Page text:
Thursday, April 30, 2009

not-for-credit flèche

or … my 2nd bike ride to the coast in two weeks!

The "Spokespersons"
Originally uploaded by tangobiker
If someone would have asked if I was interested in doing a circuitous 225-mile 24-hour bicycle ride to the coast and back, featuring some nocturnal riding on cool roads in Clackamas County, an excellent lunch at a Pacific City brewpub, and a beautiful and long (and challenging) riverside road back to wine country, I would have said, “yes!”

But the question that was asked was “Are you interested in doing a flèche?” Or more precisely, “Are you interested in joining a flèche team? … something that includes a bit of elevation gain but a moderate pace … thinking 375-420 kms, keeping stops brief (30 mins or less and infrequent).” To which, I answered … “yes!”

The main differences between the two are 1) a flèche has time constraints, and 2) you’re expected to meet those time constraints with you compatriots. Or as Susan France put it last Sunday, when you’ve given up on the flèche, but still riding, it’s called touring.

Joshua Bryant designed a lovely route with lotsa backroads with minimal traffic. The team was good, too. Ray Ogilvie and RB Buschman are veterans of other flèches. Joshua is a strong yet easy-going rider. I was the slow one of the group, and was happy there were four of us, just in case I didn’t maintain the required pace.

The ride started at the Hopworks Urban Brewery in SE Portland at 7:00 Friday evening (April 24), and headed out Woodstock and Foster Roads to the Springwater Corridor. It got dark at about the 30 km point in Boring. Between there and Silverton, we enjoyed star-filled rural skies and some challenging hills.

Silverton was where the ride went awry. Right away it was a challenge to find a business that was open at 1:00 am that wasn’t a bar. It’s even bleaker at that time of night than Independence. (I know, cuz two years ago a curious policeman in Independence signed Ken Mattina’s and my brevet cards at the same hour.) While I put in an extra mile in Silverton looking for an ATM, Joshua, RB, and Ray entertained (or were entertained by) the local inebriated rowdies. And then while Joshua changed batteries on his taillight and I put on my gloves, RB and Ray took off. It was the last time Joshua and I were to see them for the next 32 hours.

The route out of Silverton is obvious (so I’m told) if you’re familiar with that town. But Joshua and I stayed on Hwy 213 too long, while RB and Ray did something else. Consensus was everyone made wrong turns. But as RB pointed out last Sunday morning, it only takes 50 feet and a turn to lose someone.

With help from Joshua’s iPhone mapping function, he and I got back on track a few miles out of Silverton, and after some deliberation, continued on to Salem. The problem with Salem is that there are many all night businesses that can serve as checkpoints. We chose an AM-PM market on Market St … waited an hour … exchanged cell phone numbers (the obvious omission between the four of us six hours earlier) … then split up looking for RB and Ray. By the time we finally left Salem, we were well behind schedule.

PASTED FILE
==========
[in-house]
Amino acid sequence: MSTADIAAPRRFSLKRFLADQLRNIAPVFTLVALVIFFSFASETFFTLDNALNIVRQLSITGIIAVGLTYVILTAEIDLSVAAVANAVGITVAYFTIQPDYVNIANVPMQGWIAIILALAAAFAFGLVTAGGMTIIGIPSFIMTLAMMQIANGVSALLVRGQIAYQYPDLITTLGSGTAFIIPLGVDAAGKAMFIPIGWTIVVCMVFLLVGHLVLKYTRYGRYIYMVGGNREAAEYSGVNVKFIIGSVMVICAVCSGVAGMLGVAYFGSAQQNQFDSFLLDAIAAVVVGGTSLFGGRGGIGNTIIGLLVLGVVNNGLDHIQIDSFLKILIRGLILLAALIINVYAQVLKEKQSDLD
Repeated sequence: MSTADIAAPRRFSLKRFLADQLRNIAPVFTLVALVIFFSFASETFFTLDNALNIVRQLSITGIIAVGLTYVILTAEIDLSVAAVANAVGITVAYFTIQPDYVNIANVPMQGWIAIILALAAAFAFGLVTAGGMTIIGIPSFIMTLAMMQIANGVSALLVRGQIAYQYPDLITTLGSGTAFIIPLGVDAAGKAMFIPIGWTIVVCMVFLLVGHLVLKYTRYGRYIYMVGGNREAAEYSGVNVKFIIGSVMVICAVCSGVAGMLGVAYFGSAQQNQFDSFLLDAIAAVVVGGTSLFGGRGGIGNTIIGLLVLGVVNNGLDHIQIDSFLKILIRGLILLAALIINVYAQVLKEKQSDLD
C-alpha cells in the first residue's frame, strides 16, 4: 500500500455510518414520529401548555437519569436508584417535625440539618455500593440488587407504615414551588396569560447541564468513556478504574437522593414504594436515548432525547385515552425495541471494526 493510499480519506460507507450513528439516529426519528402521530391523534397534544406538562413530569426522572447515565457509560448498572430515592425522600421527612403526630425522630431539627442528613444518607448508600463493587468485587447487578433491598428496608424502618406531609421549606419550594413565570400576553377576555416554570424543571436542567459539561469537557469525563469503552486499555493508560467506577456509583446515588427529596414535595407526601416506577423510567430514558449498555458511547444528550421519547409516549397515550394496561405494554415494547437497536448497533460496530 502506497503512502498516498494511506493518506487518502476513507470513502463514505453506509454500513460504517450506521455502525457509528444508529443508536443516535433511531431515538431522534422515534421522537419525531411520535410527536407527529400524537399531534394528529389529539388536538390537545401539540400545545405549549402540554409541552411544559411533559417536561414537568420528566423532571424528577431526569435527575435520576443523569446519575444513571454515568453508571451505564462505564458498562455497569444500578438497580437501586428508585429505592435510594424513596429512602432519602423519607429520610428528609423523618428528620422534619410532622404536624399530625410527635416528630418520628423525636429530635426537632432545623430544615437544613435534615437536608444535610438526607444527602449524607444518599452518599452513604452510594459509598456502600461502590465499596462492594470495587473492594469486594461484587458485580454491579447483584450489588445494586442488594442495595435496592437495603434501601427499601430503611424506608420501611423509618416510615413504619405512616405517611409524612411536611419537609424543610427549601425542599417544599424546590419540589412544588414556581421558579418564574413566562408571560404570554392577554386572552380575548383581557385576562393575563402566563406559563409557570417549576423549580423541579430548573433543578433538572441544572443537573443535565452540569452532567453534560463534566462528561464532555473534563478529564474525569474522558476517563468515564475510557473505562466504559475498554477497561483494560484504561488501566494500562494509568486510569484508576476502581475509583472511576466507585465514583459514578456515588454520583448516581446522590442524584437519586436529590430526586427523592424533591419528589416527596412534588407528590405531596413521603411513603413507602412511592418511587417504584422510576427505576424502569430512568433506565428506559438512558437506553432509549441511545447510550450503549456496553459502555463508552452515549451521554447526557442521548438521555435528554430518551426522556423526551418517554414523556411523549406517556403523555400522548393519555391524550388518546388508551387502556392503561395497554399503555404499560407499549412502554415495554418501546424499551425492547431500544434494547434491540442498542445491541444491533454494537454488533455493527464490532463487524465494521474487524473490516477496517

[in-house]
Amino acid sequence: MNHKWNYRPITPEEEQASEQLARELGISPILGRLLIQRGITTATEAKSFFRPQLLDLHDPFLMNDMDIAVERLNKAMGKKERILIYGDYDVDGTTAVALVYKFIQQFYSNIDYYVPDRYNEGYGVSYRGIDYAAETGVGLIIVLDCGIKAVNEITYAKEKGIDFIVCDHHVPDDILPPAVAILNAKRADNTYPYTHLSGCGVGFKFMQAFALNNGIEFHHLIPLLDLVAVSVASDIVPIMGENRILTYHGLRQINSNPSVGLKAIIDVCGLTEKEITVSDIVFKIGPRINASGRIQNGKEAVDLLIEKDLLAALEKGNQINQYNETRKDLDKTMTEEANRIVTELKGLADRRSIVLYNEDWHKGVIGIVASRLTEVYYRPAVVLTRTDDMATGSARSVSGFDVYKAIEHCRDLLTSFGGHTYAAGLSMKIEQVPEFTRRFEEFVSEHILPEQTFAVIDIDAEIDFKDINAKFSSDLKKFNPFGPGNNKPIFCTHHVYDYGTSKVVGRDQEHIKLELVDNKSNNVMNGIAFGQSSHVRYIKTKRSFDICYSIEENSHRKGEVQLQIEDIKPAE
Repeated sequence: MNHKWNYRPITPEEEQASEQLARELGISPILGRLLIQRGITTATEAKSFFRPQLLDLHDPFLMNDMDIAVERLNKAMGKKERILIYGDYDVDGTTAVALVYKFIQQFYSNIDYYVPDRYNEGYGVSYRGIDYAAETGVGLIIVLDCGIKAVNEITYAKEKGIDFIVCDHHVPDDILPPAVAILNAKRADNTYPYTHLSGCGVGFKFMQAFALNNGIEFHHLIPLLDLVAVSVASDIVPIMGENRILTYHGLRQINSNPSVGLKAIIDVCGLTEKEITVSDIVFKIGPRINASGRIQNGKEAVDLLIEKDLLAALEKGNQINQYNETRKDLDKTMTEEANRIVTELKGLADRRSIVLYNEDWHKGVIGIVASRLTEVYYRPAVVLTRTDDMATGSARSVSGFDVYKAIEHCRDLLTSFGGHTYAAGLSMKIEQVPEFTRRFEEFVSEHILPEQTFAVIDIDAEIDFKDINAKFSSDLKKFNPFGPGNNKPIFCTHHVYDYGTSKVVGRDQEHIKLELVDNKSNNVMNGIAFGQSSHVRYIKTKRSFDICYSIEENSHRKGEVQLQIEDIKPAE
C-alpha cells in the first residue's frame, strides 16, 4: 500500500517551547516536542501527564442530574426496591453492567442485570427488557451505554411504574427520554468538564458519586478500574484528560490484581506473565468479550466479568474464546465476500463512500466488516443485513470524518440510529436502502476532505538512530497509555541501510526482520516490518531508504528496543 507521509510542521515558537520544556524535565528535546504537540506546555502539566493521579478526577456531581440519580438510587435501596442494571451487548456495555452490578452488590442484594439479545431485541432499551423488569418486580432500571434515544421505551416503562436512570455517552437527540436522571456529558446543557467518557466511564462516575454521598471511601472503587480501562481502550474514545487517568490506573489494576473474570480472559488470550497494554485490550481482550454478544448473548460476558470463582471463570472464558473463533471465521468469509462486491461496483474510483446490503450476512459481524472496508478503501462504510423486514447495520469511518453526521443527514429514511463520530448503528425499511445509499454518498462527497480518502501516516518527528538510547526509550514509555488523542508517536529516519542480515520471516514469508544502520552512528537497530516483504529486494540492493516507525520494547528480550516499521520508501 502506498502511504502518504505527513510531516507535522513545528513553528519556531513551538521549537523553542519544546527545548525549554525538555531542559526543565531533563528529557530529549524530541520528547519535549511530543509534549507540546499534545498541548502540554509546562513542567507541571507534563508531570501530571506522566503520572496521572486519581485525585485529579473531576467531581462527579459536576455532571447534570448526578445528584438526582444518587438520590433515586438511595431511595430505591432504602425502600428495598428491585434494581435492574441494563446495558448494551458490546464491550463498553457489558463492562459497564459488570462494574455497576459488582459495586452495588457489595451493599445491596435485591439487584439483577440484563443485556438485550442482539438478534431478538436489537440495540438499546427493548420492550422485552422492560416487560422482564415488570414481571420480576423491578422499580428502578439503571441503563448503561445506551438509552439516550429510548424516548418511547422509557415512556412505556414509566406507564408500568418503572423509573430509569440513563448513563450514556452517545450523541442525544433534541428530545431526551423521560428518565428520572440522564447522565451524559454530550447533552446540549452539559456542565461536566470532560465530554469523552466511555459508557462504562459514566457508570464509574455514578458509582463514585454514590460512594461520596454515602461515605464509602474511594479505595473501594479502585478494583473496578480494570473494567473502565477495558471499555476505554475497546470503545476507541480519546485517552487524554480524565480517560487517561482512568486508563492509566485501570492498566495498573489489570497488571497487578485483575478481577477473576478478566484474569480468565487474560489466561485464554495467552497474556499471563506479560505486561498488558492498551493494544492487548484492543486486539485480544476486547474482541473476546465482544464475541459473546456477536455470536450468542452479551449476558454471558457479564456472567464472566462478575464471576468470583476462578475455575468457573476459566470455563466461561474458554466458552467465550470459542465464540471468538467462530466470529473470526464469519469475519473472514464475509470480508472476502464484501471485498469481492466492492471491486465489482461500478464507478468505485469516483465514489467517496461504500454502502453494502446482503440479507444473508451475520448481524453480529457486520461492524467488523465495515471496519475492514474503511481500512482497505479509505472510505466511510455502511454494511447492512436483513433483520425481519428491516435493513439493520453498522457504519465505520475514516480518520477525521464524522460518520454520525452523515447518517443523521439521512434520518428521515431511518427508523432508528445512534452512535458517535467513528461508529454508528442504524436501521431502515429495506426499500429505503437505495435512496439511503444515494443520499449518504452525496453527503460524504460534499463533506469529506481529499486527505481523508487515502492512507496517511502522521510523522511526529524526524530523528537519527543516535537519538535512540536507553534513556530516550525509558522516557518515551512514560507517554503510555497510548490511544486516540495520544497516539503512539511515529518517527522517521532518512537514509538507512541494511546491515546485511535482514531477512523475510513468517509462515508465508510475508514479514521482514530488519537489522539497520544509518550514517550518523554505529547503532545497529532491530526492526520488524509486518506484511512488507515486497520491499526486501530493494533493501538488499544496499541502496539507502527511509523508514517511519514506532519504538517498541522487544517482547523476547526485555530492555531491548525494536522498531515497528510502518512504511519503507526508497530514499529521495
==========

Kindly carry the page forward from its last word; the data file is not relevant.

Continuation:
In the meantime, Ray and RB had continued to McMinnville. Of course, I would not learn this until eight hours later. The hardest part of the entire flèche was not knowing where RB and Ray were … for nine full hours. When Ray finally called me (I was on Little Nestucca Road approaching Pacific City), my heart sank to learn that he and RB had abandoned in McMinnville after waiting for Joshua and me for nearly two hours. After all, they had waited well beyond the printed closing time.

It was well into daylight by the time Joshua and I arrived in McMinneville. After Willamina, Joshua went on ahead to try to reel in Ray and RB. When I got Ray’s phone call, I in turn called Joshua. By the time I got to Pacific City, Joshua was already considering alternate plans.

Joshua’s wife Britt offered to drive out to the coast and pick us up, but Joshua and I really wanted to ride Nestucca River Road between Beaver and Carlton. Neither of us had ever been on that road; it was one of the main attractions of the flèche route. On the other hand, we were already familiar with the roads from Carlton to the Forest Grove. So Britt planned to pick us up in Carlton eight hours later.

This allowed Joshua and me to enjoy a relaxed meal at the Pelican Brewery in Pacific City before heading back out over the Coast Range. One beer sampler later, the significant disappointment of getting separated from Ray and RB, and in not finishing the flèche, washed away. The tour was still on!

Nestucca River
Originally uploaded by tangobiker
I had little preconception of Nestucca River Road, expect that it might be similar to Little Nestucca River Road. Boy was I wrong! The summit over the range is much higher on Nestucca River Road, and the approach is relentless. It’s also full of illusions and false summits. There were many times that the only way I knew we hadn’t arrived at top was to watch the river flow continuously toward us. Visually lovely, but physically challenging, the road included a 2 ½-mile rocky dirt/gravel section, and also a couple of steep sections that begged us to dismount and walk.